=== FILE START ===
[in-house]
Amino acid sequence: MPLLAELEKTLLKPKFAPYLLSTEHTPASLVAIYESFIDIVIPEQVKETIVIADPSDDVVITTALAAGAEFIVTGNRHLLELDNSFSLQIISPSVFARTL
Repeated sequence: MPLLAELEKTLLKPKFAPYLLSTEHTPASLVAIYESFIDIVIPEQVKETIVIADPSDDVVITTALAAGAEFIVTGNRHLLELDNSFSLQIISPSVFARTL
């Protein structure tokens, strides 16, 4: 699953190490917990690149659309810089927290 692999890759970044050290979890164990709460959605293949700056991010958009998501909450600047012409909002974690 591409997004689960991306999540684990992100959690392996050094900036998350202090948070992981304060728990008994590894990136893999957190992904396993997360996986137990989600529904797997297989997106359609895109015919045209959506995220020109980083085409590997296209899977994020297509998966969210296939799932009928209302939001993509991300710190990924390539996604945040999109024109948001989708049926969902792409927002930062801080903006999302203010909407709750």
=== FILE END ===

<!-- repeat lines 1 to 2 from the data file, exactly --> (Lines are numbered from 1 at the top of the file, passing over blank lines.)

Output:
[in-house]
Amino acid sequence: MPLLAELEKTLLKPKFAPYLLSTEHTPASLVAIYESFIDIVIPEQVKETIVIADPSDDVVITTALAAGAEFIVTGNRHLLELDNSFSLQIISPSVFARTL